Ventura Police Department Conducting “Know Your Limit” Education Program in Downtown Ventura

Event Details

This event finished on 21 July 2019

Ventura Police Department





On July 20 & 21, the Ventura Police Department will have officers out in the downtown area to educate the public on how important it is to “know your limit.”

The “Know Your Limit” program is intended to inform community members on how little it takes to reach the legal limit for blood alcohol content (BAC), which is .08% in all states but Utah, where the BAC is .05%.

The campaign will be from 12:30 pm to 4:30 pm. During this time, officers will invite volunteers to take a breathalyzer test to see if they can guess their BAC. Those participating are asked how many drinks they had and whether they believe they are safe to drive. Following the test, officers educate those out drinking on the impacts of alcohol on one’s ability to drive, and the consequences of a DUI.

“The goal is to help people understand the effects of alcohol so they can make smart decisions about how they get home after a night of drinking,” said Officer Compean. “It only takes a few drinks to impair, and that’s why it is so critical that people know when not to drive.”

A person’s height, weight, food intake, drug and/or medication use and how much they drink over a time period are all factors that affect BAC. According to the Texas Alcoholic Beverage Commission, it takes two drinks consumed within one hour by a 120-pound woman and four drinks by a 180-pound man to be at the legal limit. One drink is based on 1.5 oz. of liquor (40% alcohol), 12 oz. of beer (4.5% alcohol) or a 5 oz. glass of wine (12% alcohol). The body lowers your BAC at a rate of .015% every hour.

The average cost of a DUI arrest is approximately $13,500, accounting for vehicle impound fees, fines, attorney fees, auto insurance hikes and other penalties. Please plan ahead and avoid risking a DUI by designating a sober driver.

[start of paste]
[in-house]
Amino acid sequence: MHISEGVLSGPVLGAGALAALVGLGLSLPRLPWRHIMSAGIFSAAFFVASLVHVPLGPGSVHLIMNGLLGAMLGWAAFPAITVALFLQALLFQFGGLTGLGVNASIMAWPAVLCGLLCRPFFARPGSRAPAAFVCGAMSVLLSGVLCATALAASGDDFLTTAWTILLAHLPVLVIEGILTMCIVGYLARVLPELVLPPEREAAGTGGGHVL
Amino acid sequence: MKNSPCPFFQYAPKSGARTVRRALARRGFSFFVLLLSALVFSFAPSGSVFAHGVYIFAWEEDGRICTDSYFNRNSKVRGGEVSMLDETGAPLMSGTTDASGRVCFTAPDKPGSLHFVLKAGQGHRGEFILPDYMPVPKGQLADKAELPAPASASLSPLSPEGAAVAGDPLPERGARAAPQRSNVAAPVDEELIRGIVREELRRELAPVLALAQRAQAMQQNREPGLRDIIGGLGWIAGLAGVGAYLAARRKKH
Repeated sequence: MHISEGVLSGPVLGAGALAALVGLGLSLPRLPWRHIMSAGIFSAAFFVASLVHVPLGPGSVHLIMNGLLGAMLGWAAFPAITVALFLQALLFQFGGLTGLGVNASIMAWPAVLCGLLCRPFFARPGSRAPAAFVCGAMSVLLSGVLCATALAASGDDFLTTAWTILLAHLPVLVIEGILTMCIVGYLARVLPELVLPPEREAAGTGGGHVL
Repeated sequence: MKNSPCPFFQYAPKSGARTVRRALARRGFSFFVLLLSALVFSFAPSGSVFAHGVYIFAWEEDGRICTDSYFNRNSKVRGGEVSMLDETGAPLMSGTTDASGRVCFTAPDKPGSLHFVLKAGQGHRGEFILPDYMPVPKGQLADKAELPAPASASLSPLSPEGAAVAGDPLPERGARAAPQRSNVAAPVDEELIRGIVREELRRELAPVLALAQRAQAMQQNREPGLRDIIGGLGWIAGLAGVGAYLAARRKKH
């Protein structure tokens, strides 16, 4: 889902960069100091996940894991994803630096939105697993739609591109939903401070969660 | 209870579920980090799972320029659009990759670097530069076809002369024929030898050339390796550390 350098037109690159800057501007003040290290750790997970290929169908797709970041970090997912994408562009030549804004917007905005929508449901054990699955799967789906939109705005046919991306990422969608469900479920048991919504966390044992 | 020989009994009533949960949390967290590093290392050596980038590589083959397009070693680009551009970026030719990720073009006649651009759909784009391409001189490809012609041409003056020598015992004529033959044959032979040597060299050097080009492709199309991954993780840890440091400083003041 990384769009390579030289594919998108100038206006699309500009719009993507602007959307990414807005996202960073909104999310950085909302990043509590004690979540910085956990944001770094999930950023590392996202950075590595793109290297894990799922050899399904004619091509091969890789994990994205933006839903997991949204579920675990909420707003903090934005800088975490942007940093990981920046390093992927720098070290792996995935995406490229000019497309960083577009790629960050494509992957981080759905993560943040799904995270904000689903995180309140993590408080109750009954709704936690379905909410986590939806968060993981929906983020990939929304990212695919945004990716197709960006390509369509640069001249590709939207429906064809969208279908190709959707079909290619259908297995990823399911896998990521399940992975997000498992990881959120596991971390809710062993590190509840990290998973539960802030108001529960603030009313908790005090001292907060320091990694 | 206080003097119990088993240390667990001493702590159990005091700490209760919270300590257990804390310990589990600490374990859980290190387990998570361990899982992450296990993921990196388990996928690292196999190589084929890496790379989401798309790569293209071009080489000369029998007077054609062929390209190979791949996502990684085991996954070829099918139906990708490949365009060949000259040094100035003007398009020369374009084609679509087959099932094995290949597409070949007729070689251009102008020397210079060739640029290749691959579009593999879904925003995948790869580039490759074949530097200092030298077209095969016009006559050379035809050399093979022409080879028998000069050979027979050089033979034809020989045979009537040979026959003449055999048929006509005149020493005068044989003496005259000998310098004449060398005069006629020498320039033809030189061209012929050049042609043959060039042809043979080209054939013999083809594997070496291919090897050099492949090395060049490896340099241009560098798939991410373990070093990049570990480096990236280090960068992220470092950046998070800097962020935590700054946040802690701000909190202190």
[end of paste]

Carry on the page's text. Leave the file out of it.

Funding for the “Know Your Limit” program is provided by a grant from the California Office of Traffic Safety, through the National Highway Traffic Safety Administration


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One Response to Ventura Police Department Conducting “Know Your Limit” Education Program in Downtown Ventura

  1. c e voigtsberger July 19, 2019 at 7:48 pm

    Wouldn’t it be more effective if it were conducted say from 1930 to 0000 or 0300? Are there really that many drunks downtown at noon on Saturday and Sunday?

    Or is it that the VPD doesn’t really like to be downtown after dark?

    I can remember when Bill Colston was Chief. He was attempting to convince the downtown merchants that the statistics proved that downtown was as safe as any other area in town. I told him that wasn’t the perception and the perception equaled reality. He poo-poo’d that comment until he got home and his wife informed him that we were right. Downtown wasn’t safe and there was no way she would ever go downtown after dark.

    Bill had the honesty to come back the next month and report his wife’s comments to us and admit that we were right, that the perception was that downtown wasn’t safe and perception was reality. While he was addressing our group a lady wandered through the restaurant from the back door to the front door. She had on only a top and was sans garments from the waist down. She waived gaily to all and proceeded on her way. Quick call from the chief got some equally quick patrol action.

    Later cops appeared walking foot patrol. Two cops walking side by side. Of course they were young, husky, armed with sidearm, pepper spray, baton, radio, helmet, bullet resistant vest, steel toed boots, perhaps a sap in a back pocket, a combat folder clipped to a side pocket and a hideout gun strapped to their ankle.

    When I suggested that better coverage could be achieved if the cops patrolled separately, one on Main Street and one on Santa Clara or Thompson, I was told that officer safety dictated that two officers patrol together. I asked what lesson that told the 78 year old female shopper who perhaps had some physical disability, that for officer safety, fully armed, youthful officers had to patrol in pairs for safety.

    A little while later I noticed that officers were patrolling singly but that didn’t last very long.

    So once again, I suggest that the program would be more effective after dark and after the patrons have had a chance to hoist a few.


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